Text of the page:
Last Updated Oct 1, 2008 8:11 PM EDT
Years later I realised that of course this situation impacts on all service providers, it's merely the word "brief" that makes it sound more tailored to certain groups.
I'd summarise a brief as any request for work that is supported by background information to justify and set into context the desired end result.
In some businesses the brief can be very simple and straightforward, in others it's necessarily verbose and complex.
One thing is certain: the quality of the brief determines the quality of the response.
Many clients are woefully poor at providing good briefs and it must be said, many business owners are bad, bad, bad at doing much about it.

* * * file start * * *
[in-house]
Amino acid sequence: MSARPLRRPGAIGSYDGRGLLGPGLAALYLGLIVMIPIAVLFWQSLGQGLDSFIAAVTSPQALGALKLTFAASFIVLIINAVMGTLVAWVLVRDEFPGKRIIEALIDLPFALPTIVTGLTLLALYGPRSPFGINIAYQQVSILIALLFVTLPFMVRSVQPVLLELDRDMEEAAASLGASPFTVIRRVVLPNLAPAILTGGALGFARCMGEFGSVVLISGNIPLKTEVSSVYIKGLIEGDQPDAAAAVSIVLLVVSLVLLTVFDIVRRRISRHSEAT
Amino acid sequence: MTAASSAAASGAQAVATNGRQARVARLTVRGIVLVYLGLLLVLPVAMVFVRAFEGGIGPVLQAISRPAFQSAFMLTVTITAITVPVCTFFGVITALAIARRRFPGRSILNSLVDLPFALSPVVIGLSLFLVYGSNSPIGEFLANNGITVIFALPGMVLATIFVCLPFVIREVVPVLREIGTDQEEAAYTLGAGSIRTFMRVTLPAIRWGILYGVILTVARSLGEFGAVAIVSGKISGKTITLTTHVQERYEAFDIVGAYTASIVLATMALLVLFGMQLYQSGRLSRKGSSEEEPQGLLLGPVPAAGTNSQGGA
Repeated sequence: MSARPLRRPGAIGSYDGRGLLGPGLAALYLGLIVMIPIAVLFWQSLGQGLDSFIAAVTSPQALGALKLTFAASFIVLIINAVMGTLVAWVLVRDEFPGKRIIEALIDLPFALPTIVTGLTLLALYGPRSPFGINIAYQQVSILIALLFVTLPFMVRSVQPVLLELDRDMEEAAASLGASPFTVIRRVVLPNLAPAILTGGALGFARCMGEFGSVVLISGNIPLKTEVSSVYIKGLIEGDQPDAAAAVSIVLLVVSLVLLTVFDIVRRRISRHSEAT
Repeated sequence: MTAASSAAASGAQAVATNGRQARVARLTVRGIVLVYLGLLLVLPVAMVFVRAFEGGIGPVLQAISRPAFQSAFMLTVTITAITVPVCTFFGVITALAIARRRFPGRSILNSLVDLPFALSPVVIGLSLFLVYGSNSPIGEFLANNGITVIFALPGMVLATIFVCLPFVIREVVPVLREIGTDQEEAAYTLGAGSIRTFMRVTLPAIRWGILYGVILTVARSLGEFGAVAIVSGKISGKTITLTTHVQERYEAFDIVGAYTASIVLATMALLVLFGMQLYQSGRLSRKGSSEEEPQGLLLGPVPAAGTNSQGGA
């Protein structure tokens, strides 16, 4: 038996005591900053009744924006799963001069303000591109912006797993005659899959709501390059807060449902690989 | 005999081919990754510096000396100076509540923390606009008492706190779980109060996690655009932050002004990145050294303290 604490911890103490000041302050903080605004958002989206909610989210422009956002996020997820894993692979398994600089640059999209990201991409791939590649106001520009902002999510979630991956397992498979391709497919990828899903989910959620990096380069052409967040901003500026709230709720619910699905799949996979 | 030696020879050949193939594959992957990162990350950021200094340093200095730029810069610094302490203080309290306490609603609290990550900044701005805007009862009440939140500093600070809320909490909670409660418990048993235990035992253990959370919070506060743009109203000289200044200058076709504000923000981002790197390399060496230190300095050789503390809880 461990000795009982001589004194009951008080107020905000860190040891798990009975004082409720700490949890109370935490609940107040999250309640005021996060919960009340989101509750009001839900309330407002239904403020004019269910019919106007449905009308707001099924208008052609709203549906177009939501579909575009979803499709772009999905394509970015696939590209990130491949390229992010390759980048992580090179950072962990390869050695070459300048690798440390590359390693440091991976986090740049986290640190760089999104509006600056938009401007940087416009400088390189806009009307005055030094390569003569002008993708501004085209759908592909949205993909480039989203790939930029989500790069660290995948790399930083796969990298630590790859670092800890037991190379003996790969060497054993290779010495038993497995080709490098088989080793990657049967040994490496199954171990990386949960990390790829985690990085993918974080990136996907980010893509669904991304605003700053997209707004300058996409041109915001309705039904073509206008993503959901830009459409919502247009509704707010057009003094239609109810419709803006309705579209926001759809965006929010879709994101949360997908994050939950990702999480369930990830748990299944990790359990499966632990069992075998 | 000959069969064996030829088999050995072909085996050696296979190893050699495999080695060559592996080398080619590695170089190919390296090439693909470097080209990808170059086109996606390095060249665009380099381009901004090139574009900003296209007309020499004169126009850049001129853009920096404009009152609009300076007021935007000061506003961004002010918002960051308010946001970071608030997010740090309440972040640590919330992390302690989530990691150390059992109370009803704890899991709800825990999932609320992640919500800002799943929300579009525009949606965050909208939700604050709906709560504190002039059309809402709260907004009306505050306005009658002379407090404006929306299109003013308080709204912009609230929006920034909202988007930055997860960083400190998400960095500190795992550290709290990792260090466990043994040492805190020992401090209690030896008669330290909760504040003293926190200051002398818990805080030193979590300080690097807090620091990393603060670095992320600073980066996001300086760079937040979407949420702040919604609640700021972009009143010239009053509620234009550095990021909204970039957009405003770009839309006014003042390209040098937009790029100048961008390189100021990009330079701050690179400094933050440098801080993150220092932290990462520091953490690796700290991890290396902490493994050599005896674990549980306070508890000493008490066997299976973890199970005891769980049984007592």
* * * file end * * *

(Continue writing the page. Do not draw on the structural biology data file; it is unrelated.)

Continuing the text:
If we accept a poor brief without challenging it, we do ourselves a major disservice and risk ending up with egg all over our desktops and a gaping hole in our bank account.
Look closely at the client relationships of anyone who works with the finest, most competent clients and I guarantee you'll witness high levels of mutual respect and understanding. Each viewing the other as an absolute professional.
If we get given a brief that's missing detail or missing the point, we must challenge it; question it and demand better.
The moment we start taking anything that comes along, we dilute our professionalism, lower the quality of our work and will quite rapidly surround ourselves with twits.
Look around your business. How good are the clients you attract?